Fierce Alpena Blow, The

DESCRIPTION: "In eighteen hundred eighty, in October, the sixteenth day, The Alpena met her doom." The great ship is lost while crossing Lake Michigan in an unexpected storm. The lifeboats cannot be lowered because of the weather; all are lost
AUTHOR: unknown
EARLIEST DATE: 1932 (collected from Manus J. Bonner by Walton)
KEYWORDS: ship wreck disaster
HISTORICAL REFERENCES:
Oct 16, 1880 - Sinking of the Alpena and other ships in a Lake Michigan storm
FOUND IN: US(MW)
REFERENCES (1 citation):
Walton/Grimm/Murdock, pp. 211-213, "The Fierce Alpena Blow" (1 text, 1 tune)
NOTES: Ratigan on pp. 68-69 gives a list of the 13 worst Great Lakes shipping disasters. The loss of the Alpena is #11 on his list. (As a data point, only three of the thirteen seem to be commemorated in traditional song: #2 the Lady Elgin, #8 the Asia, and the Alpena. And none of these songs have a strong hold on tradition.) Ratigan lists the losses as "60 to 101 lives."
Although Ritchie, p. 3, also states that 101 lives were lost, that estimate may be high; if there was a passenger list, it was lost in the wreck. Shelak , p. 124, says that there were between 80 and 101 passengers. Walton/Grimm/Murdock list about 120 lost in the "Alpena Blow," but only "about half" (i.e. about sixty) from the Alpena herself. Berman, p. 233, says that when the Alpena sank, "all lives (60) [were] lost." Thompson, p. 23, says that 22 crew and 35 passengers were aboard. Ratigan, p. 70, apparently thinks the other casualties were people who signed up as passengers at the last minute.
Presumably they were attracted by the fine weather on October 15, 1880. Thompson,p. 23, reports that the weather that day was "gorgeous."
Certainly the Captain, Nelson Napier (mentioned in the song), seems to have been affected by it: The wind was changing (Ratigan, p. 70), and the barometer falling (Shelak, p. 124), but his course was straight across Lake Michigan, 108 miles from Grand Haven (and/or Muskegon, according to Ritchie, p. 3) to Chicago. Napier decided to risk it.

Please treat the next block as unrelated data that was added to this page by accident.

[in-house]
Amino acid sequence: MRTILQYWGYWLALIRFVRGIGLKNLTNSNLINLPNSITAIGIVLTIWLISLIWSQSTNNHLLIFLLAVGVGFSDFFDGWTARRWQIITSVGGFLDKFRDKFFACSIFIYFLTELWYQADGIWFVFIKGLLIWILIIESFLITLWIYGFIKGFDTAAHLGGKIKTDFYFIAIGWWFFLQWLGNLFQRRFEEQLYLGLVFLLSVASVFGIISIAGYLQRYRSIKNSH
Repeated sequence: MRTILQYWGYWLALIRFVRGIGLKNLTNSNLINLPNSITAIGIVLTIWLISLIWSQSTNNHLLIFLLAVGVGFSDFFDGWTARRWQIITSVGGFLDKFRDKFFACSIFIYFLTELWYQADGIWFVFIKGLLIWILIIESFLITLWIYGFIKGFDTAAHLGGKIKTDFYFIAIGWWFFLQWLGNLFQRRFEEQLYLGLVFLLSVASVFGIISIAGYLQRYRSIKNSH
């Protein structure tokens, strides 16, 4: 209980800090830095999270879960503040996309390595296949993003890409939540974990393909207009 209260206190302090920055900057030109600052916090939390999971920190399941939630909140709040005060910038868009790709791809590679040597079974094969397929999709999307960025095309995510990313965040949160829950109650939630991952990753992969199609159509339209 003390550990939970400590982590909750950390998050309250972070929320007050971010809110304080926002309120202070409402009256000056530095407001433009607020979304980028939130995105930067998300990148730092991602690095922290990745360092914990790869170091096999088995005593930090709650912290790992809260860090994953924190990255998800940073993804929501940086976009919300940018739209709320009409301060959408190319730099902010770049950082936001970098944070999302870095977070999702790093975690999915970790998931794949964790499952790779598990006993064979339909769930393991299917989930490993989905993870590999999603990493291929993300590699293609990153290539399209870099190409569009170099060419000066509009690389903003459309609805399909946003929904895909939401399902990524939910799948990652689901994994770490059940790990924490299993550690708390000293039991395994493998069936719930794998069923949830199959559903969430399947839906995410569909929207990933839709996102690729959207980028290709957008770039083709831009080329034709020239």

The Alpena itself was 13 years old, so it had faced much bad weather, although it had been rebuilt after just one year in service (being lengthened by five feet; Shelak, p. 127).
Around midnight, the great storm began. The Alpena must have gone down either on October 16 or 17, because the first wreckage was found on October 18 (Thompson, p. 23). The first bodies were found a few days later.
It appears the ship must have sunk at night (either the 15/16 or the 16/17), because "most of the bodies were wearing nightclothes" (Thompson, p. 24). The ship probably broke apart (Ritchie says it must have been "virtually shredded"), because there was a lot of debris, mostly small pieces. The immediate cause of the wreck may have been the shifting of the boat's cargo (Shelak, p. 126).
A note was eventually found saying that "the steamer is breaking up fast" (Ratigan, p. 71; Thompson, p. 23). It does not name the Alpena, but says the ship was going from Grand Haven to Chicago. The signature was so water-soaked as to be minimally legible; it began "George Conn...." It is the only record (if such it can be called) of the wreck, though debris was eventually found along 70 miles of beach (Ratigan, p. 71).
The Alpena was not the only casualty of the storm, though it was apparently the worst loss. . Thompson, p. 24, says that no fewer than ninety vessels were damaged. Shelak, p. 37, says that the storm also sank the Perry Hannah, Josephine Lawrence, Ebenezer, Reciprocity, and Two Friends, but on p. 126 says that ninety boats were wrecked (presumably this is a misunderstanding of the statement that ninety were damaged. - RBW
Bibliography Last updated in version 2.5
File: WGM211

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